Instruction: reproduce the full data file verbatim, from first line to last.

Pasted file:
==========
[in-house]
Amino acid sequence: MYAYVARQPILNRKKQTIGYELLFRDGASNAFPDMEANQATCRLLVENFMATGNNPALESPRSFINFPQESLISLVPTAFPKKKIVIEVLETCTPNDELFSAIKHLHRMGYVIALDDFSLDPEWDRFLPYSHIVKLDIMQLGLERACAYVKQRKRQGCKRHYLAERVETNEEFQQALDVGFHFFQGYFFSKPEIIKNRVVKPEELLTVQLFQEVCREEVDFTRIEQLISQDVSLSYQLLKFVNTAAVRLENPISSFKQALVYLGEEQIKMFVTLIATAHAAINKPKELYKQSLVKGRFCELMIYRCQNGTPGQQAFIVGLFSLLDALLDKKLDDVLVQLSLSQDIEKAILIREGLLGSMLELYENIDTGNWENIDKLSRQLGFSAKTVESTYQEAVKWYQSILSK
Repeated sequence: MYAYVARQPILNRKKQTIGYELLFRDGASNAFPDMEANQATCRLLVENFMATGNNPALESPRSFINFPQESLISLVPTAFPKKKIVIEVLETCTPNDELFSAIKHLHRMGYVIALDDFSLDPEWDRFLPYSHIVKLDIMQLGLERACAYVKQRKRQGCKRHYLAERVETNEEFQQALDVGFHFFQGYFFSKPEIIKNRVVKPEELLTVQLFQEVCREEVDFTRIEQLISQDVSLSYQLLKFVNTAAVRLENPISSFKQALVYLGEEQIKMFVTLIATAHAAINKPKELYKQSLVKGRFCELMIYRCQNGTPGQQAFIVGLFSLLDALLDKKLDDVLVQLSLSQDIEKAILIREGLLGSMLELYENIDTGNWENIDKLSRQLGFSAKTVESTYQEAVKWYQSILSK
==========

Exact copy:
[in-house]
Amino acid sequence: MYAYVARQPILNRKKQTIGYELLFRDGASNAFPDMEANQATCRLLVENFMATGNNPALESPRSFINFPQESLISLVPTAFPKKKIVIEVLETCTPNDELFSAIKHLHRMGYVIALDDFSLDPEWDRFLPYSHIVKLDIMQLGLERACAYVKQRKRQGCKRHYLAERVETNEEFQQALDVGFHFFQGYFFSKPEIIKNRVVKPEELLTVQLFQEVCREEVDFTRIEQLISQDVSLSYQLLKFVNTAAVRLENPISSFKQALVYLGEEQIKMFVTLIATAHAAINKPKELYKQSLVKGRFCELMIYRCQNGTPGQQAFIVGLFSLLDALLDKKLDDVLVQLSLSQDIEKAILIREGLLGSMLELYENIDTGNWENIDKLSRQLGFSAKTVESTYQEAVKWYQSILSK
Repeated sequence: MYAYVARQPILNRKKQTIGYELLFRDGASNAFPDMEANQATCRLLVENFMATGNNPALESPRSFINFPQESLISLVPTAFPKKKIVIEVLETCTPNDELFSAIKHLHRMGYVIALDDFSLDPEWDRFLPYSHIVKLDIMQLGLERACAYVKQRKRQGCKRHYLAERVETNEEFQQALDVGFHFFQGYFFSKPEIIKNRVVKPEELLTVQLFQEVCREEVDFTRIEQLISQDVSLSYQLLKFVNTAAVRLENPISSFKQALVYLGEEQIKMFVTLIATAHAAINKPKELYKQSLVKGRFCELMIYRCQNGTPGQQAFIVGLFSLLDALLDKKLDDVLVQLSLSQDIEKAILIREGLLGSMLELYENIDTGNWENIDKLSRQLGFSAKTVESTYQEAVKWYQSILSK